“Today’s Business Journalists as Investigators” from Reynolds Center on Vimeo.

    LUNCHTIME QUESTION AND ANSWER – with Diana Henriques

    2011 Reynolds Center Business Journalism Seminars: Boxed Lunch Q&A with Diana Henriques from Reynolds Center on Vimeo.

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    NYT’s Henriques: Most important investigative question is ‘Who cares?’

    Being efficient at doing investigative reporting is going to be even more important going forward and it’s extremely important now.

    And while you’re at it, efficiency may come in the form of keeping investigative stories shorter.

    “People are going to be reading the investigative features of the future on their iPhones.  If it’s gotta be long, make it readable.  If you can make it shorter, make it shorter,” The New York Times’ reporter Diana Henriques said as she kicked off Reynolds Business Journalism Week today.

    “Today’s Business Journalists as Investigators” from Reynolds Center on Vimeo.

    Henriques, who has been covering the Bernie Madoff scandal from the beginning and is working on a book about the case, spelled out ways reporters can be more efficient and effective as they tackle investigative projects.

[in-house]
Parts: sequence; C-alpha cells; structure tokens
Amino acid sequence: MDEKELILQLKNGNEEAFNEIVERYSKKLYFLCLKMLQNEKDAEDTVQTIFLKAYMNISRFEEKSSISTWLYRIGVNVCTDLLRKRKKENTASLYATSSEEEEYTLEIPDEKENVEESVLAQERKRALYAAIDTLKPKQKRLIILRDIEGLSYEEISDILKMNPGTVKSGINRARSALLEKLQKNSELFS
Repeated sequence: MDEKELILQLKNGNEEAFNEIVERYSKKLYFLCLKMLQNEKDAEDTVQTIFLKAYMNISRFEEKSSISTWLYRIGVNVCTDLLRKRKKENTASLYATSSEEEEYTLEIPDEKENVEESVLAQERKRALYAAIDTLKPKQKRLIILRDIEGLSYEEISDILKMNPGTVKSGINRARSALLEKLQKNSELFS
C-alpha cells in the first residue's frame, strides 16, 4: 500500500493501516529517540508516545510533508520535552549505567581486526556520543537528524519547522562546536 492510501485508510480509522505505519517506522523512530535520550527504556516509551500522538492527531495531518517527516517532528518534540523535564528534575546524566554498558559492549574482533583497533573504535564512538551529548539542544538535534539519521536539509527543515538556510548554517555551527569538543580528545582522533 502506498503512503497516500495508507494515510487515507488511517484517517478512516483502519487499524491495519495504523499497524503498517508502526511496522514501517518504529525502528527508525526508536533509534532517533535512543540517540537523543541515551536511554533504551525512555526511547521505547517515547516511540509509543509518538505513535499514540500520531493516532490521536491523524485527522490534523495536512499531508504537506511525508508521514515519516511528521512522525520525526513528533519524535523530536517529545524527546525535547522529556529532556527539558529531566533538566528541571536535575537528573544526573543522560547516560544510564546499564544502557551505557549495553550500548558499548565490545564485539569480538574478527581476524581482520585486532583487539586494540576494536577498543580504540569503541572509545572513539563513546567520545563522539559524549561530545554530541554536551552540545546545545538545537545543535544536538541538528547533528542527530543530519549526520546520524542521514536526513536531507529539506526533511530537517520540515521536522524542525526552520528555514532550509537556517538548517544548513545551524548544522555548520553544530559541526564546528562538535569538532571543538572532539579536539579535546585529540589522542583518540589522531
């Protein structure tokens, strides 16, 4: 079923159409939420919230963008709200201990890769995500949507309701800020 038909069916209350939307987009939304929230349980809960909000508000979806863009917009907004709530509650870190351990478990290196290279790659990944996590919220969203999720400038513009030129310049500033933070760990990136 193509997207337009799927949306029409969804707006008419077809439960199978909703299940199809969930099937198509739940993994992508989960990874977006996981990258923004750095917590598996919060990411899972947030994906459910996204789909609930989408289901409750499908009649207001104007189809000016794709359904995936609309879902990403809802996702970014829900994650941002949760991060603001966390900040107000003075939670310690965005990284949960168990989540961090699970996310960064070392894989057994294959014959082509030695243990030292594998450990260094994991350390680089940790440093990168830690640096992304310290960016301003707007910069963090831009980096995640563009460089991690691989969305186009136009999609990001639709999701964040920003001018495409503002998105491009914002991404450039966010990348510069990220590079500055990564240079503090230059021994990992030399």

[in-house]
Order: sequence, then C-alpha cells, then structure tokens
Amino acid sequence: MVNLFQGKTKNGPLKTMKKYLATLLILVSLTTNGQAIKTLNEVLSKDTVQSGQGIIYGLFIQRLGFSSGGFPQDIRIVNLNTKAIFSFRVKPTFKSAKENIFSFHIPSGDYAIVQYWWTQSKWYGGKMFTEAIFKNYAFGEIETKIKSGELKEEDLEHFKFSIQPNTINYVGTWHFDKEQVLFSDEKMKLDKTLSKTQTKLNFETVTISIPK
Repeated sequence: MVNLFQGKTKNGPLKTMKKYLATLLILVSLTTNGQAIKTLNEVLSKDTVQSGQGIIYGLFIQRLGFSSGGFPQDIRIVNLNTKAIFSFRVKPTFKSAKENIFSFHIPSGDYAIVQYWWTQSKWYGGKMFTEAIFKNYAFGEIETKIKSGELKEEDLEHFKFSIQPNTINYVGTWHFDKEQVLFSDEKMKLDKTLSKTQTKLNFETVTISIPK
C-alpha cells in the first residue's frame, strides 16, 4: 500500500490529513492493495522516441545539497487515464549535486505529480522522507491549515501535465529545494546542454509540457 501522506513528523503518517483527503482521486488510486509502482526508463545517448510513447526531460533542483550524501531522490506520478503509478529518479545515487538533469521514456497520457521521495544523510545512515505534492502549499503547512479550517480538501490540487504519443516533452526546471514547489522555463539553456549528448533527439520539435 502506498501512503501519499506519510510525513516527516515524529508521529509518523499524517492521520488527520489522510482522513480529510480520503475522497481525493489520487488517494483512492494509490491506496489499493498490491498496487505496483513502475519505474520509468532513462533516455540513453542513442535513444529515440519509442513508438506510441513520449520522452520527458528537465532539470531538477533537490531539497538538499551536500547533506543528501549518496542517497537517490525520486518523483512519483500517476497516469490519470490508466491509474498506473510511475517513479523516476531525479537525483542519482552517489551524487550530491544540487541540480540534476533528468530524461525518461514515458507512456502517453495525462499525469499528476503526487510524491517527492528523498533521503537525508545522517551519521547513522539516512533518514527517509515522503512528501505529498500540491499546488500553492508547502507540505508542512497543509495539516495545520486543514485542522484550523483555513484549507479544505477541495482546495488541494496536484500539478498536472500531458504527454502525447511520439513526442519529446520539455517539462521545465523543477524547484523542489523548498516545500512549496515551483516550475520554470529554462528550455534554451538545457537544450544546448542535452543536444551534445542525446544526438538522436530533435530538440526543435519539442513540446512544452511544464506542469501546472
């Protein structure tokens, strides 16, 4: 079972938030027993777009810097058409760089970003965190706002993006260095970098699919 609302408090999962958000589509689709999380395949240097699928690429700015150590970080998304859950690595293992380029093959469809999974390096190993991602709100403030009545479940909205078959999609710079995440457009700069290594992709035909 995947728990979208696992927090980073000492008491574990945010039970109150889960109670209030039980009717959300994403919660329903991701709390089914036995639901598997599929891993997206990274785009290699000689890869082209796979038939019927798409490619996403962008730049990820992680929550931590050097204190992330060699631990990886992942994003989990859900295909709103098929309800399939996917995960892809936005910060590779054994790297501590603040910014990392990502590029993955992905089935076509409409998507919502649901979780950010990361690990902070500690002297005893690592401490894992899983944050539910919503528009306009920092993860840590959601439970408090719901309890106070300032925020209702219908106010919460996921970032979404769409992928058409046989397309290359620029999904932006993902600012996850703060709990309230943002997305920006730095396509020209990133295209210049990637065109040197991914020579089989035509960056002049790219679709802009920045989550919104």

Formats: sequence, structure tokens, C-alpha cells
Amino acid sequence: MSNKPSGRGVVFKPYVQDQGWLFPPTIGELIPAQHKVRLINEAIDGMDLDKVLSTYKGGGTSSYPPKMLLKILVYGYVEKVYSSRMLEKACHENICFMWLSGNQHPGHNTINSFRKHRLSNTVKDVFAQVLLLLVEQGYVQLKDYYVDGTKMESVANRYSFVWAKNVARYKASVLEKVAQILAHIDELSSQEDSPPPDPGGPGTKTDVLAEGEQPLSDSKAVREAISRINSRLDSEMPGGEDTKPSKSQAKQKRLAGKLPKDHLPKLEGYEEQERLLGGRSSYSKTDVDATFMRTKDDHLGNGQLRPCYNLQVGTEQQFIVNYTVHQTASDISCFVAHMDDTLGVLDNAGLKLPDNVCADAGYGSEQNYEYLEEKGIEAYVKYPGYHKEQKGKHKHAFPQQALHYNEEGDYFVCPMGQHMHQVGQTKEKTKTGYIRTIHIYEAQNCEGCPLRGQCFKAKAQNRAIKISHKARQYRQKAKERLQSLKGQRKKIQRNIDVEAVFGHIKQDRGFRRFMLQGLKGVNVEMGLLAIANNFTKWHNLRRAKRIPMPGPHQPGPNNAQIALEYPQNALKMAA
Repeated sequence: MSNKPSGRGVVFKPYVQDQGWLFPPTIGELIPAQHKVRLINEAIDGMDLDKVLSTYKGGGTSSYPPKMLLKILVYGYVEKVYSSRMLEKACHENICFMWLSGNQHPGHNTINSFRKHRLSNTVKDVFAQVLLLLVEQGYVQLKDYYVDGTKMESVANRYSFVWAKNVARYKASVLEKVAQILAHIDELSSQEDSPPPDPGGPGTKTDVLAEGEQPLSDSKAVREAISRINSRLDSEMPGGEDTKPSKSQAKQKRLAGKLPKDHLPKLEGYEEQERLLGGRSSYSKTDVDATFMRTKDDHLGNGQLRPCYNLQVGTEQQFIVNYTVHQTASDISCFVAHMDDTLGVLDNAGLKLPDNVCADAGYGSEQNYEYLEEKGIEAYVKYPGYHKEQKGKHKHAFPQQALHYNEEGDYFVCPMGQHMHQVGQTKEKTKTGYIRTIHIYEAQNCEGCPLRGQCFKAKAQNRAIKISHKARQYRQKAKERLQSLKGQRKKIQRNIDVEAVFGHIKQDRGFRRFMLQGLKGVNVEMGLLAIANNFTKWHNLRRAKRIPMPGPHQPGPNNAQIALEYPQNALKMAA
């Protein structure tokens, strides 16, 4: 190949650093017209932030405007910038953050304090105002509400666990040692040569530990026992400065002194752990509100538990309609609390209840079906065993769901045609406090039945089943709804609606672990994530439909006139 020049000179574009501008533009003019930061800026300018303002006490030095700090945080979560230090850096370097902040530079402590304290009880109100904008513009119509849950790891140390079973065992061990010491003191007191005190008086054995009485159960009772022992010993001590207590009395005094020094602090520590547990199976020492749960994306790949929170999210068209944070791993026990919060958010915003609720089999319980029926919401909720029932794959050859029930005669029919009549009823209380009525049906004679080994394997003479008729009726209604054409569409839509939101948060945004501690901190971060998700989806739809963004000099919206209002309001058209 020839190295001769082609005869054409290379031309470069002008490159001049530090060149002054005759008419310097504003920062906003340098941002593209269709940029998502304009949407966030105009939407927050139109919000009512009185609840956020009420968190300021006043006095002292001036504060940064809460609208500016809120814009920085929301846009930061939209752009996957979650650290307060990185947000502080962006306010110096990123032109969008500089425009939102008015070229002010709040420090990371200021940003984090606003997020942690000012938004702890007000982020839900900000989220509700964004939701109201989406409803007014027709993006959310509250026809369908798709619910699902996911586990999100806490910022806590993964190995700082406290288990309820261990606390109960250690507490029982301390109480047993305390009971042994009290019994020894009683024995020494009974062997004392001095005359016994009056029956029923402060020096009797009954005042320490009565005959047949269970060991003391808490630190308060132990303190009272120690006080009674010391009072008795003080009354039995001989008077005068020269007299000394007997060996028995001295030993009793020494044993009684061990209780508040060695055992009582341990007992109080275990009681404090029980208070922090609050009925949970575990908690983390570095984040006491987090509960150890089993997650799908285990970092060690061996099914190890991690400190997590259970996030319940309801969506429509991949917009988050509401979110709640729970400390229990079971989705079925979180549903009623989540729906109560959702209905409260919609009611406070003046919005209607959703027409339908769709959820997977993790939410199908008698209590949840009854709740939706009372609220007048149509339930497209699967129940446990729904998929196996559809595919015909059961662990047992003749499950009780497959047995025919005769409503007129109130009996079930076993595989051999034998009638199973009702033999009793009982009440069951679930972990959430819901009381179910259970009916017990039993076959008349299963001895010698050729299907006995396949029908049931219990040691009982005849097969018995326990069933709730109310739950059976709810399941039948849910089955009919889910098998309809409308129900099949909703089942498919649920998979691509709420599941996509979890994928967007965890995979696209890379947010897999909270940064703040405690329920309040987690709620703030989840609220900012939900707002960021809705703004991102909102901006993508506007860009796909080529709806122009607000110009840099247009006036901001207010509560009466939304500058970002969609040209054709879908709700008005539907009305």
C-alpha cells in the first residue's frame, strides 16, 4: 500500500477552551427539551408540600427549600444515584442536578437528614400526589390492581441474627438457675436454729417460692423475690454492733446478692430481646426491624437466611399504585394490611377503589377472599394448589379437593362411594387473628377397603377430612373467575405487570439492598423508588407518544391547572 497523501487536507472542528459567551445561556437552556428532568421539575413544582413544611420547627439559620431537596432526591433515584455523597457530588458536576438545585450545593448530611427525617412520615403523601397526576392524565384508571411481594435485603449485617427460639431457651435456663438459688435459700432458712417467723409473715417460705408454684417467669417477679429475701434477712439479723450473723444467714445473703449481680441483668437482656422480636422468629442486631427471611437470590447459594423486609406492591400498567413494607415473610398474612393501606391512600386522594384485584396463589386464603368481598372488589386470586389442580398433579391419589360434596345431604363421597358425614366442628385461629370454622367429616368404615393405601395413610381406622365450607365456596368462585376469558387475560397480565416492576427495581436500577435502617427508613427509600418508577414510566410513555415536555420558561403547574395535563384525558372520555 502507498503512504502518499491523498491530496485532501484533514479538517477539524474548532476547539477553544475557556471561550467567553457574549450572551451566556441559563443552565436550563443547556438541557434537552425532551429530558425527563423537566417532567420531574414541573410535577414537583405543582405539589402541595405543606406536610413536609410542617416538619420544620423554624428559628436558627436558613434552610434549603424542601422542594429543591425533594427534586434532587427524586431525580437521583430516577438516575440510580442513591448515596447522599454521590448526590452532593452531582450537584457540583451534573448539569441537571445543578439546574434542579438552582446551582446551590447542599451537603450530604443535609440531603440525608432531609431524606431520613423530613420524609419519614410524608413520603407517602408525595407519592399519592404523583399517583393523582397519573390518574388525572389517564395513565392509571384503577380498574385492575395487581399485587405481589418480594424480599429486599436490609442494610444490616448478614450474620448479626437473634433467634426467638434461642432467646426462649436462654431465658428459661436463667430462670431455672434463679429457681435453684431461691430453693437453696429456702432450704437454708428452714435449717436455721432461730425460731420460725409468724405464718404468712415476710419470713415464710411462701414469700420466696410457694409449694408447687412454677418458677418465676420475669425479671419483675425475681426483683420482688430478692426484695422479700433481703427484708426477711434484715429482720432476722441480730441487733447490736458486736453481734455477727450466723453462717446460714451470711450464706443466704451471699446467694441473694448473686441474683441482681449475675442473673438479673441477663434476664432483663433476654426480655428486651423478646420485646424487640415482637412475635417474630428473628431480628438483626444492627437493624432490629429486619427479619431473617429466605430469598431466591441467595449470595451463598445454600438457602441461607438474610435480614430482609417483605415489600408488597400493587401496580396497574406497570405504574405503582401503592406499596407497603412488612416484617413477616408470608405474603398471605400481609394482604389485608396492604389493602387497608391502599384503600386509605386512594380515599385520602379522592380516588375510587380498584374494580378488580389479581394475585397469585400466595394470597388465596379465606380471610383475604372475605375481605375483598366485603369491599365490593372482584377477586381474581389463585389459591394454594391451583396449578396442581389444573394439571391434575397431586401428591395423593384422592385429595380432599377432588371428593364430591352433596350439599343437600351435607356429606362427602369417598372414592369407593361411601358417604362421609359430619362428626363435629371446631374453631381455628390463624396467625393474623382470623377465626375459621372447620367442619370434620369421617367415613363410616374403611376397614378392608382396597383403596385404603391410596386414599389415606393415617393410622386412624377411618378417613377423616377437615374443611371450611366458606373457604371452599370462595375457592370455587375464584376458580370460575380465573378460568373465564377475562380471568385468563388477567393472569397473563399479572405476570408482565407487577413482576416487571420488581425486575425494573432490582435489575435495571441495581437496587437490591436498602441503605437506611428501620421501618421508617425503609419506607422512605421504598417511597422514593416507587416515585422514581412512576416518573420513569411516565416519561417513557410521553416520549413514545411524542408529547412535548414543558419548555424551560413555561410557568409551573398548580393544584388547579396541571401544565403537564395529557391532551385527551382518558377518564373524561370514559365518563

But first, she wanted to set everyone straight about what investigative reporting is to business journalists.

    What it’s not. Investigative reporting is not event-driven coverage. Although you can apply investigative techniques to daily journalism. It is not explanatory journalism, although it’s closer.  Explanatory journalism is the kind of journalism to which we all should aspire.

    What it is. As she has tried to practice investigative reporting, Henriques said, it is distinguished by its mission: “Holding people with power accountable for the impact what they do has on the rest of us.”

    “We’ve long been comfortable with this idea of investigative journalism in politics, holding politicians accountable,” Henriques said. “I contend that holding people with financial and economic power accountable for the impact what they do has on the rest of us is our mission.”

    Henriques has covered business governance and regulatory issues at The New York Times since 1989. She was a member of teams covering the aftermath of the Enron scandals and the near-collapse of Long Term Capital Management, a hedge fund whose troubles rocked the financial markets in September 1998.

    In 2004 and 2005, Henriques exposed deceptive practices used to sell unsuitable insurance, mutual funds and other financial products to young military personnel.